Technican Ted

Technican Ted, Where should I begin?

Technician Ted is a sort-of-Manic-Miner-clone. It was released in 1984 by Hewson Consultants Ltd, in the UK with a initial price of £5.95. On opening the cassette box, you find an inlay with the general instructions and how to load.

First thing you will notice is the interesting Loading System the game has.

In game loading was pretty awesome
You are presented with different “Teds” of different colours walking from left to right as the tape loads. Also at the bottom it says how much time is left until loading has finished. Now that’s innovation!
The Title Screen

On completion of loading, you are presented with a nicely drawn picture with drop down balls that animate to create the words THE CHIP FACTORY. Music from the 48ks beeper is playing at this point, and clear instructions that say H for instructions, and ENTER to start the game. There is no joystick selection or refine keys.

First thing i noticed when playing this game was the music. The music just like in a Manic Miner fashion plays constantly throughout, and is of a similar style. Almost everything on screen causes you to lose a life, so one thing I will say about this game, that it is extremely difficult. I don’t think I got past a few screens, it is very unforgiving in that respect.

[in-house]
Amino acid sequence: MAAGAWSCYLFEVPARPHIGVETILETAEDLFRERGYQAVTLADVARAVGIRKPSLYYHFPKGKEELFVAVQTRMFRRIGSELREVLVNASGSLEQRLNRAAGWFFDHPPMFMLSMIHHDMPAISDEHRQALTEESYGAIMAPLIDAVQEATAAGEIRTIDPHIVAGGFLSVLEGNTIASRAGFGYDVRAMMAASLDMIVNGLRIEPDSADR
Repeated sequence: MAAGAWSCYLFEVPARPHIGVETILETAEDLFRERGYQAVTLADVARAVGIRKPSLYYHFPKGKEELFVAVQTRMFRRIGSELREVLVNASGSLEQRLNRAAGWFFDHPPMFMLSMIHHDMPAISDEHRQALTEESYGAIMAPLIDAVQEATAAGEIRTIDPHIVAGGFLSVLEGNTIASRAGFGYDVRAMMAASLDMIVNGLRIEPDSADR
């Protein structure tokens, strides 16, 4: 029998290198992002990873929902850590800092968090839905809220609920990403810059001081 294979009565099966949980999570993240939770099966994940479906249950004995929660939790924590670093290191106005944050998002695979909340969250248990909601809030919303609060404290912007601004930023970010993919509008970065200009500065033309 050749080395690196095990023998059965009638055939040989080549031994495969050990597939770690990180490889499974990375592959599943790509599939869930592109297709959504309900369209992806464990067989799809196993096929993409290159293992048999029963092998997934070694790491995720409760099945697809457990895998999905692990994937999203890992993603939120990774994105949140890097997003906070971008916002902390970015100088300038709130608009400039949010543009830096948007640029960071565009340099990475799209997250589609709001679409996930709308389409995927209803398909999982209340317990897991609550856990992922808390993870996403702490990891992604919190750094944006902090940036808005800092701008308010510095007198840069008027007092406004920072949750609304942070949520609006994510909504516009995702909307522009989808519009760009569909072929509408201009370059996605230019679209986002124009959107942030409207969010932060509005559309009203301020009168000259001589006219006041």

For its age, the graphics look pretty nice, has a splash of colour on different platforms etc, and considering the Spectrum had only been out a couple of years or so at this point, it’s not a half bad game! There are obvious similarities to Manic Miner, including the difficulty aspect, so the chances are if you are epic at Manic Miner you will probably be pretty good at this. Im not good at either though!

As I was around two years old at the time, Technician Ted passed me by on it’s original release. No one in the family had a Spectrum back then, or in fact a video computer system at all. If I was my age now (34) in 1984, I would have definitely bought this for the low price tag.

It’s simple, it’s clever, it’s very hard and a challenge. It features some great music, and even mixes in sound effects with the music – all on just the 48k beeper! When you jump the music stops to provide the jump sound but it’s that close it’s hardly noticeable. You could be forgiven for thinking it’s playing in a separate sound channel. All on a 48k machine!

Each screen is different from the last, some with different enemies which adds to the variety.

The Lift Screen is very innovative for a game like this especially in 1984. The way to work the lift is you jump into one of those numbers (buttons) and when you leave this screen to the left, you’re on a totally different screen as if you’ve gone up or down a lift. It’s awesome that!

So to sum up, I recommend this game if you don’t have it on your Sinclair Spectrum. It’s fun, it’s hard (sometimes frustratingly hard) but it’s a good game to add to any collection. It provides a new adventure if you like Manic Miner style games and is just as hard.

My score : 8 out of 10.

Paul Smallman